Although the concept of ‘troubled spirits’ is quite common throughout the world, the Cuban group Sociedad de Estudios Psicológicos Amor y Caridad Universal goes one step further and provides psychologists to treat the conflicted emotions of both the apparition and its possessed human host.
The latest edition of Anthropology and Medicine has a wonderful article that discusses the spiritualist group and their unique take on psychology.
In Havana, the idea that all beings – living and dead – can have psychic and emotional conflicts is common among followers of spiritism (espiritismo), a practice of spirit mediation whose origins are associated with the nineteenth-century mystical teachings of Frenchman Allan Kardec. Spirits too, have lived lives and acquired memories, and often, it seems, accumulated unproductive patterns of thought and behaviour that they are keen to vent on their living counterparts. In the worst of circumstances, believers are expected to seek potent ritual experts to dispatch such beings from the earthly planes of existence they disrupt.
It’s an absolutely fascinating read, as it looks inside the organisation which is at once church, spirit channelling group and clinic. This an amazing part that recounts a session of therapy with a ‘spirit':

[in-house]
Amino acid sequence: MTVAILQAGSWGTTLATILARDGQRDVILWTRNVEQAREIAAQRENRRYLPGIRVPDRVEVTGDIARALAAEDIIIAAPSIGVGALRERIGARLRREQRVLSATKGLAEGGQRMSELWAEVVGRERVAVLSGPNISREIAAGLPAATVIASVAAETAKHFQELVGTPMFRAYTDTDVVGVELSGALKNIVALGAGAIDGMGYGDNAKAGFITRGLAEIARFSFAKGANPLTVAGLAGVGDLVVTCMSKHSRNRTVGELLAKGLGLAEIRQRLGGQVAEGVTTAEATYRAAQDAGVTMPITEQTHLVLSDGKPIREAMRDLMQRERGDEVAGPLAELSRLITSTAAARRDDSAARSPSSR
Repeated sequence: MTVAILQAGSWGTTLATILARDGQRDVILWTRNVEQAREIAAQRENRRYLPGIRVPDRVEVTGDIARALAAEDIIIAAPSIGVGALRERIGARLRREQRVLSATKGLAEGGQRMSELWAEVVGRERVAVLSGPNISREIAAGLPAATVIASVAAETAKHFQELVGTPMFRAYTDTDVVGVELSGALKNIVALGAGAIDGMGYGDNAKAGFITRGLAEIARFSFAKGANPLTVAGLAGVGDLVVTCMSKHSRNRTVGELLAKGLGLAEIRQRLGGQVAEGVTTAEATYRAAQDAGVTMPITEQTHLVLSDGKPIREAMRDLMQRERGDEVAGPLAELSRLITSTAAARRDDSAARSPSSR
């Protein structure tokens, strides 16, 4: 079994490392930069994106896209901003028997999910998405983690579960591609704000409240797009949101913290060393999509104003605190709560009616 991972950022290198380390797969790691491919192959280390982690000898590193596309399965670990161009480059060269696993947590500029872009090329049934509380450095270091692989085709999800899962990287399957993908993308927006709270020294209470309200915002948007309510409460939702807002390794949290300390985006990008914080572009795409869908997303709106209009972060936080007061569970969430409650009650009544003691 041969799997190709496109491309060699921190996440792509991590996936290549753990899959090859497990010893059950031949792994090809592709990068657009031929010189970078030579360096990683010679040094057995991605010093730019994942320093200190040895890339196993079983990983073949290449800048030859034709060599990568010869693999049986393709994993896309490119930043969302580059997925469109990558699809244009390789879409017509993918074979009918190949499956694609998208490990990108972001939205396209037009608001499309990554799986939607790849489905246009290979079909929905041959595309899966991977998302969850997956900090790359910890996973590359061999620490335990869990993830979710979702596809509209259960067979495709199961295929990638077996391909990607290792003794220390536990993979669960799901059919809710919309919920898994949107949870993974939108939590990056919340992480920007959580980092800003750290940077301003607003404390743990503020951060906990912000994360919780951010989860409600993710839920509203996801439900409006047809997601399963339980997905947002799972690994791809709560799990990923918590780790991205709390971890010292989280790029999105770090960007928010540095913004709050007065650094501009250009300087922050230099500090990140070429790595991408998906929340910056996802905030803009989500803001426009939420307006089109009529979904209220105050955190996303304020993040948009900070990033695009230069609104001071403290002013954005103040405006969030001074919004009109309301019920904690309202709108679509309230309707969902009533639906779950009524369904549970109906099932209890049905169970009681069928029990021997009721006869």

D began suddenly sobbing like a little girl and curling up in his seat like a child. Antonio asked a developed medium next to him to attend to the spirit: ‘investigator, ask her why she is crying, investigate!’ The woman began to talk to the spirit, and attempted to comfort her, but the spirit wouldn’t open up – she only cried incessantly. Antonio asked her directly: ‘what did they do to you? Take this opportunity to get it out of your chest’. ‘They abused me’, the spirit replied immediately.
Antonio turned to the group and explained, in teaching-mode, that this spirit was traumatised, and was reflecting her trauma on the girl (Y). The spirit shook, all shriveled up in her seat. ‘A man abused me’ she managed to say. Antonio kept up his questions, asking increasingly specific ones, and punctuating his investigation with forthright commands of ‘talk, speak!’ He also told the spirit: ‘but all that is over now’, urging it to move on. ‘This is why you took your own life, isn’t it?’ Again out loud to all of us, he remarked: ‘those were the days when virginity was sacred …’
According to the article, the group was founded in the 1950s by Claudio Agramonte who had a complex psychological theory of spirit psychology dictated to him by the spirit of a dead doctor called José de Luz.
Rather appropriately, the article is by a Portuguese academic called, Diana Espirito Santo, which literally translate to Holy Spirit Diana. An interesting case of nominative determinism of which I’m sure the spirits would approve.
The article goes on to discuss how the concepts of the group operate with the social world of Cuba, but is unfortunately locked behind a pay wall, because you’re not old enough to be trusted with anthropology and, anyway, it would probably spoil your dinner.